The CRASE OpEd Project

At the end of Spring 2016 semester, 20 faculty members from each school and college participated in the CRASE OpEd Project where they developed ideas for public scholarship by considering evidence-based arguments that are timely and have public value. During the two day workshop, participants learned about establishing credibility, structures of op-eds, and tips on refining and pitching their ideas.

CRASE OpEd Project

When writing an op-ed, academics must first understand that their communication goals and style for writing are different than they write for scholarly journals. On the first day, much of the discussion focused on ways of establishing credibility through evidence, being right versus effective, and how to engage in larger conversations. The goal of an op-ed is to speak about your knowledge to a general audience without jargon and get the reader to say, “Tell me more.” Unlike traditional academic writing, it is useful to bring in your personal experience because it connects you to the reader in a way that data can’t.

In the op-ed, there’s a common structure to develop your argument with evidence. Start with a news hook to establish the case for why your op-ed is important now. Common hooks include employing a current event, anniversary, holiday, trend, release of new data, something in popular culture, or highlighting news that should be news. Throughout the op-ed, utilize various types of evidence and anticipate bias from the audience that you want to reach. An important component is to include the technique known as a “To Be Sure,” which addresses potential counter arguments in such a way that it is acknowledged but then persuasively dismissed.  For example, validate the counterargument and trump it with something more urgent or provide a personal caveat. It’s important to create a space to address your opposition with respect and to treat the audience as morally intelligent. In the conclusion, include a call to action that is specific and doable.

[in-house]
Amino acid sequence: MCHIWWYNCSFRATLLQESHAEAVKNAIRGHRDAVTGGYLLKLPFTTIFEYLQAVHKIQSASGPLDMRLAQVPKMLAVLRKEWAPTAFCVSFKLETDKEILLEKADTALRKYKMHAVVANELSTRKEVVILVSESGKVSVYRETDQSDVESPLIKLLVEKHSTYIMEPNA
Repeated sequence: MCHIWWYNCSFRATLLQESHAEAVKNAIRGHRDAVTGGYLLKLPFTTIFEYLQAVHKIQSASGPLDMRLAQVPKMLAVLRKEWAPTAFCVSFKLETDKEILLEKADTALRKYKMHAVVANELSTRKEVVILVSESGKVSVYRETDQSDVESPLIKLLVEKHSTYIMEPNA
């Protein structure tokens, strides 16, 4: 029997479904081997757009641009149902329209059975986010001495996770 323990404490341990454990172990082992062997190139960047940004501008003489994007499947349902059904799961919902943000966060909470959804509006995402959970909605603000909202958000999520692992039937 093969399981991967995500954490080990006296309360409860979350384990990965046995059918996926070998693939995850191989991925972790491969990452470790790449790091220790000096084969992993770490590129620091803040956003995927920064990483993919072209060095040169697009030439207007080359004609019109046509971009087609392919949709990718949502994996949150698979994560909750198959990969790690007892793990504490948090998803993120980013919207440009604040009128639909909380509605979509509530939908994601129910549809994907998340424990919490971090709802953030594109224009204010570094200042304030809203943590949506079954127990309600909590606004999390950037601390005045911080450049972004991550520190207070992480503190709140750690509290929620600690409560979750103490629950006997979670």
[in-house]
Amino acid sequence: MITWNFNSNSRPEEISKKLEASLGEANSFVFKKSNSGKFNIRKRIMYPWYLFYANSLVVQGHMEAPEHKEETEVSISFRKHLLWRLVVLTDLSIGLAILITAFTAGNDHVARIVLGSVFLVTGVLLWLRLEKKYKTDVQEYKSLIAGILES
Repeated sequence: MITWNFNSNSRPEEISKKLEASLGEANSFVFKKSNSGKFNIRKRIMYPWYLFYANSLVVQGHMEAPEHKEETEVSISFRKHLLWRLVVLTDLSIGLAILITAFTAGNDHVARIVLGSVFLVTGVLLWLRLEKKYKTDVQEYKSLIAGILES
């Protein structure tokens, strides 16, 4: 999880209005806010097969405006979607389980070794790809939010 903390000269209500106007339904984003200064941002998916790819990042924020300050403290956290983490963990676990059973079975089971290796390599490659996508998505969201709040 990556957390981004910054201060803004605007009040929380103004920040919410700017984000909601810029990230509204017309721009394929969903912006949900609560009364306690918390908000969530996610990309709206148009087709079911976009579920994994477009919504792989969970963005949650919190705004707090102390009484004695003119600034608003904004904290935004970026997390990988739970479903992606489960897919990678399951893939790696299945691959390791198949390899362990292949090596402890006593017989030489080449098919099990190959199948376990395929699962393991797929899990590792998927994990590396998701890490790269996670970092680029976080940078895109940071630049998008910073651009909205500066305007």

Using these ideas, participants developed drafts of their op-eds, and on the second day, they received feedback from their peers. The OpEd Project provides detailed resources on their website including basic op-ed structure, tips for op-ed writing, how to pitch, and submission information for over 100 outlets.

Many of our participants are currently working on their op-eds for submission.  Monisha Bajaj, Associate Professor of Education, published “Community Walks: A Day of Learning for Schools” on Teaching Tolerance. Violet Cheung, Associate Professor of Psychology, was featured on MTV News “The Stakes: Raw Heart Podcast Part 3.” Christina Chong, Assistant Professor of Law, published “Is Hollywood Still an All-White Boys Club?” with the American Bar Association. Lisa de la Rue, Assistant Professor of Education, published the op-ed “Teen in police scandal is a victim, not a ‘sex worker’” in the San Francisco Chronicle. Professor of Law Alice Kaswan published “As court weighs clean power plan, rule’s approach could reduce carbon emissions, improve public health” on The Hill. Assistant Professor of Education, Genevieve Negrón-Gonzales published “Democracy for Some, Not for All” on the Huffington Post. James Zarsadiaz, Assistant Professor of History, published “Why candidates should court Asian American voters” in the San Francisco Chronicle. Assistant Professor Desiree Zequera published “More than Nuance: Recognizing and Serving the Diversity of the Latina/o Community” on EdExcelencia Hispanic-Serving Institutions .